This wine is a real delight – and I don’t always like Dry Muscat. The aromas are light, fresh and lively with flowers, grapes, apples and honey as well as a cut of lemon – it smells like wild flowers. The palate is also light and fresh – the alcohol is 12%, but feels lighter – with green apple, grape and the merest touch of tropical fruit – pineapple – too. What really makes this work so well is the acidity, there is plenty of it making it fresh and lively and giving a touch of grapefruit to the wine, whilst a tiny bit of sweetness stops the wine from being watery and inconsequential. Clever winemaking and lots of style and finesse make this a delight. Try it with any light dishes, salads, fish or chicken, as well as with oriental food, spicy food or just drink it as aperitif – 89/100 points.

Available in the UK for £9.99 per bottle from Majestic Wine Warehouses.

It has to be admitted that this is a perfect Summer wine, but why wait? A drop of this gives you your own personal Summer in a glass.

Happy New Year & 3 Wines of the Week…

Well, here we are at the start of 2015 and still not a jet pack, hover mobile, silver jump suit or meal consisting solely of pills in sight. How wrong all the soothsayers were!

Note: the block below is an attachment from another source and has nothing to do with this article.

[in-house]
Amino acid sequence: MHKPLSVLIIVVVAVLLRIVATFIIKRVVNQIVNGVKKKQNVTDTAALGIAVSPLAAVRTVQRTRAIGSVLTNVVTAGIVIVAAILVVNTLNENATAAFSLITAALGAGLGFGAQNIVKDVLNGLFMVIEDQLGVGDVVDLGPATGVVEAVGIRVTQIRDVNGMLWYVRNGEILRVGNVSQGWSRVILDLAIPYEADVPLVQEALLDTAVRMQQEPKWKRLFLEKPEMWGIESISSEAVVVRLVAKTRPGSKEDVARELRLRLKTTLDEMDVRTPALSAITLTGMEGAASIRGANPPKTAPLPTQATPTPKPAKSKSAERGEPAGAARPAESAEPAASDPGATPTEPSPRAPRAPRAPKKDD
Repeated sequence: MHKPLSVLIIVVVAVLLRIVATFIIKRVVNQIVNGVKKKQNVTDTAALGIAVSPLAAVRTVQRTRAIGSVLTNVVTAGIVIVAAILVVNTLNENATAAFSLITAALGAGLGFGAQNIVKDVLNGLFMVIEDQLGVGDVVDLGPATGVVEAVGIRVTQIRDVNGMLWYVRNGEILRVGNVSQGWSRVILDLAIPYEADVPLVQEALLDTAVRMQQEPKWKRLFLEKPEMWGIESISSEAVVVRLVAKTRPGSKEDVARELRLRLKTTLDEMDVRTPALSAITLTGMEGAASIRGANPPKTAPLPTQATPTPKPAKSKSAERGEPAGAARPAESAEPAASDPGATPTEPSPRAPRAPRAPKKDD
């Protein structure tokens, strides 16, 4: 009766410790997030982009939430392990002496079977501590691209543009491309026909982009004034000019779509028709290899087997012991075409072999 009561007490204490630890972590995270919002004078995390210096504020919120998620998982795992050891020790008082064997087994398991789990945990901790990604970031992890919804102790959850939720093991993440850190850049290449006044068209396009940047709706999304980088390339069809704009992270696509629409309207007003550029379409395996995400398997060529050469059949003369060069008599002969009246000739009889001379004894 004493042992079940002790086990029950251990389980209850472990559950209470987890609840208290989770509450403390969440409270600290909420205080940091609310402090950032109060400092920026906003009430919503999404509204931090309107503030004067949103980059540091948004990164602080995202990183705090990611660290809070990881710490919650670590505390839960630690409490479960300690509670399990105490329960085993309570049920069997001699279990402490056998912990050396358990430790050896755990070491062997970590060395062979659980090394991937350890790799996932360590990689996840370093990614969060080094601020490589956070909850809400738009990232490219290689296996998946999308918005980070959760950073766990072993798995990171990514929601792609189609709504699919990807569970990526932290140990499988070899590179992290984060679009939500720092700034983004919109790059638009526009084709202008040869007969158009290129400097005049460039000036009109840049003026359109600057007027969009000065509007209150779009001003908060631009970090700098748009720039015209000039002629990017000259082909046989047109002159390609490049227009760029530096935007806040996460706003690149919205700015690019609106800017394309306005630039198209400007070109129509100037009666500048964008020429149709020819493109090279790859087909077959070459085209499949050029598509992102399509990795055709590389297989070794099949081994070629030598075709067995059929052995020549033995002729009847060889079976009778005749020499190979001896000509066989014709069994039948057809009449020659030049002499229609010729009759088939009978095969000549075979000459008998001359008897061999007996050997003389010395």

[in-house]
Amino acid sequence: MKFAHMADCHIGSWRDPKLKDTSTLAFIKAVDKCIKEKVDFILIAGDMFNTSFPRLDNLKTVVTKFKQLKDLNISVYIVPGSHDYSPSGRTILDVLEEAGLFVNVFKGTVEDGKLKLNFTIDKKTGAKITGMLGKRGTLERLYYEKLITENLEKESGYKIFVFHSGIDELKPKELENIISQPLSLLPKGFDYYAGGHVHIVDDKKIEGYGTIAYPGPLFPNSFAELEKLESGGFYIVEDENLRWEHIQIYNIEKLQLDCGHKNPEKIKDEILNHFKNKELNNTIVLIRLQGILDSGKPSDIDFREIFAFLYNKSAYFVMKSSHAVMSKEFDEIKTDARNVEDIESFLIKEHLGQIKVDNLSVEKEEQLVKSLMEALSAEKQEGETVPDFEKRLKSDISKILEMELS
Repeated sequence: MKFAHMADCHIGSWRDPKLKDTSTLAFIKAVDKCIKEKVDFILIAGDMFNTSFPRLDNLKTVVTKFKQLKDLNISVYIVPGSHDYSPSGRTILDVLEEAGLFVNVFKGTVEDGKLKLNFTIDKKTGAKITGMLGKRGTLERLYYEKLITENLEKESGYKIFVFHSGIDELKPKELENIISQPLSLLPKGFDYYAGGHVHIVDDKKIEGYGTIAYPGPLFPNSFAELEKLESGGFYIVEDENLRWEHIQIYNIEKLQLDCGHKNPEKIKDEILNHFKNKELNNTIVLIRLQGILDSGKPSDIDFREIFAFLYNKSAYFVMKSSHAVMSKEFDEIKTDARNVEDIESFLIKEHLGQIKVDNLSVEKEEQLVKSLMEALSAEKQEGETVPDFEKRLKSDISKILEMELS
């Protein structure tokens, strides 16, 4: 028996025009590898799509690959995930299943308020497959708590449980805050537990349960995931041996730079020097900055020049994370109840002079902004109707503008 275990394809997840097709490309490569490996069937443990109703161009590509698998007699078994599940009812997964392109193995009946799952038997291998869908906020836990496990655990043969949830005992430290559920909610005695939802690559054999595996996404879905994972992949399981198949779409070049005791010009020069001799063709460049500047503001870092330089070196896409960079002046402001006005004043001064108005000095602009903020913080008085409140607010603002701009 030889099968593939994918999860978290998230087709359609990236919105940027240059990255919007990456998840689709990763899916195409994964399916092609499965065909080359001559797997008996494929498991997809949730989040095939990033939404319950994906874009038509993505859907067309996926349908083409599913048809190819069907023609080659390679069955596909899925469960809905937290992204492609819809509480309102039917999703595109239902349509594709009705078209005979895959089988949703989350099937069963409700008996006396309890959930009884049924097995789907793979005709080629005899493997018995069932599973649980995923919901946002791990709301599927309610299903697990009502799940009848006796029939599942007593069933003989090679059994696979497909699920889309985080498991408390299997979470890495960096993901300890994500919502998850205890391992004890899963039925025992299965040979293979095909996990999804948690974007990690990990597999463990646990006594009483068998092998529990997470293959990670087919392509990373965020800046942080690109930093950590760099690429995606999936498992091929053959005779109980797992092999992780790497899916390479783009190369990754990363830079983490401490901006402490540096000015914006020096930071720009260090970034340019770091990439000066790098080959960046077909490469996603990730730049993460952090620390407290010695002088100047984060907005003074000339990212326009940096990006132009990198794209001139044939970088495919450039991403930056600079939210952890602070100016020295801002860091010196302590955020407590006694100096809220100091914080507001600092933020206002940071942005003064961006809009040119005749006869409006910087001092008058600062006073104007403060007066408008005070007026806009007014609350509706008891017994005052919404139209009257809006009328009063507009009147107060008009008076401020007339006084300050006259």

I hope your Christmas and New Years were relaxing, fun and memorable and that you enjoyed plenty of good food and wine. I’m sure you noticed that I took a bit of a break from writing these pages, I hope that you didn’t mind or begrudge me the time off.

Like you I drank a fair amount, mainly good sparkling wines and half decent Champagne if truth be told, but I did indulge with a few select bottles including the 3 that I am about to mention to you. Indeed if I had not taken a break from writing they would have been my Wines of the Week numbers 31, 32 and 33 – so here they are, better late than never eh?

Wine of the Week 31

Christmas seems to be a time for indulgence, when we consume the sorts of things – and the sorts of quantities – that we deny ourselves the rest of the year. Certainly as soon as the grind is over – about halfway through Christmas Eve I find – I do relax more and start drinking at all sorts of odd times of day that I just would not normally. Nothing gets me into a Christmas mood as much as a Panettone and a bottle of a light Moscato for an early Christmas tea – fine Prosecco is also superb with Panettone and I did indeed drink a superb Prosecco just the other day, but you will have to wait a while to hear all about that magnificent wine.

 

Moscato vines growing on Piemonte's rolling hills.

Moscato vines growing on Piemonte’s rolling hills.

image_2711702_full2013 Elio Perrone Sourgal Moscato d’Asti
Casa Vinicola Elio Perrone
Castiglione Tinella, Piemonte, Italy
D.O.C.G. Moscato d’Asti